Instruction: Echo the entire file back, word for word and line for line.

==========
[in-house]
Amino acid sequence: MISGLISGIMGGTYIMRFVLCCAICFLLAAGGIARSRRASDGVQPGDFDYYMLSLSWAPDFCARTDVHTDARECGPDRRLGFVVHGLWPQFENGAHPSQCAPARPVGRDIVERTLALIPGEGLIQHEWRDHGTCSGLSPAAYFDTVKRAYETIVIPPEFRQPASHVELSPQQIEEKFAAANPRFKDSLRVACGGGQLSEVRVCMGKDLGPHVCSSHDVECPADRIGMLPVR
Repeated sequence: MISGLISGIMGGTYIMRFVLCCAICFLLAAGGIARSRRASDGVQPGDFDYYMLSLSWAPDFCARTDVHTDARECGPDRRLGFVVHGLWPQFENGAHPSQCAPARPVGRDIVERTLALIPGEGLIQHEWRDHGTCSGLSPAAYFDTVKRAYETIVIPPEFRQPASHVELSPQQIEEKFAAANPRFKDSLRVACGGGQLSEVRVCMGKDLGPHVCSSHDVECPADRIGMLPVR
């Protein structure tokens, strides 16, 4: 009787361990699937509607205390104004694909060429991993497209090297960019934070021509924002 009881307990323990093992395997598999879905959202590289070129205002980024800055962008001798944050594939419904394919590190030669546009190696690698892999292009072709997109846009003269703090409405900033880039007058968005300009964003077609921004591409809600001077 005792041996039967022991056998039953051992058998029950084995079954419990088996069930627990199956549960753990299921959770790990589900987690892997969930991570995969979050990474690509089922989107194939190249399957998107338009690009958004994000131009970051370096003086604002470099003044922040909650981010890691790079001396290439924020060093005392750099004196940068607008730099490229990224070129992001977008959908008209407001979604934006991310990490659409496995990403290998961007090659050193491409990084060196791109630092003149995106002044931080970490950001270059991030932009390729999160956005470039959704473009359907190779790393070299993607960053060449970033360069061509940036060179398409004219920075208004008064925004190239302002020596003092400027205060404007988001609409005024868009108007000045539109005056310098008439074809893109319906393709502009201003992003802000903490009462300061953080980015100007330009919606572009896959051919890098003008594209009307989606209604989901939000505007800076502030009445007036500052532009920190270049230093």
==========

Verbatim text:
[in-house]
Amino acid sequence: MISGLISGIMGGTYIMRFVLCCAICFLLAAGGIARSRRASDGVQPGDFDYYMLSLSWAPDFCARTDVHTDARECGPDRRLGFVVHGLWPQFENGAHPSQCAPARPVGRDIVERTLALIPGEGLIQHEWRDHGTCSGLSPAAYFDTVKRAYETIVIPPEFRQPASHVELSPQQIEEKFAAANPRFKDSLRVACGGGQLSEVRVCMGKDLGPHVCSSHDVECPADRIGMLPVR
Repeated sequence: MISGLISGIMGGTYIMRFVLCCAICFLLAAGGIARSRRASDGVQPGDFDYYMLSLSWAPDFCARTDVHTDARECGPDRRLGFVVHGLWPQFENGAHPSQCAPARPVGRDIVERTLALIPGEGLIQHEWRDHGTCSGLSPAAYFDTVKRAYETIVIPPEFRQPASHVELSPQQIEEKFAAANPRFKDSLRVACGGGQLSEVRVCMGKDLGPHVCSSHDVECPADRIGMLPVR
């Protein structure tokens, strides 16, 4: 009787361990699937509607205390104004694909060429991993497209090297960019934070021509924002 009881307990323990093992395997598999879905959202590289070129205002980024800055962008001798944050594939419904394919590190030669546009190696690698892999292009072709997109846009003269703090409405900033880039007058968005300009964003077609921004591409809600001077 005792041996039967022991056998039953051992058998029950084995079954419990088996069930627990199956549960753990299921959770790990589900987690892997969930991570995969979050990474690509089922989107194939190249399957998107338009690009958004994000131009970051370096003086604002470099003044922040909650981010890691790079001396290439924020060093005392750099004196940068607008730099490229990224070129992001977008959908008209407001979604934006991310990490659409496995990403290998961007090659050193491409990084060196791109630092003149995106002044931080970490950001270059991030932009390729999160956005470039959704473009359907190779790393070299993607960053060449970033360069061509940036060179398409004219920075208004008064925004190239302002020596003092400027205060404007988001609409005024868009108007000045539109005056310098008439074809893109319906393709502009201003992003802000903490009462300061953080980015100007330009919606572009896959051919890098003008594209009307989606209604989901939000505007800076502030009445007036500052532009920190270049230093």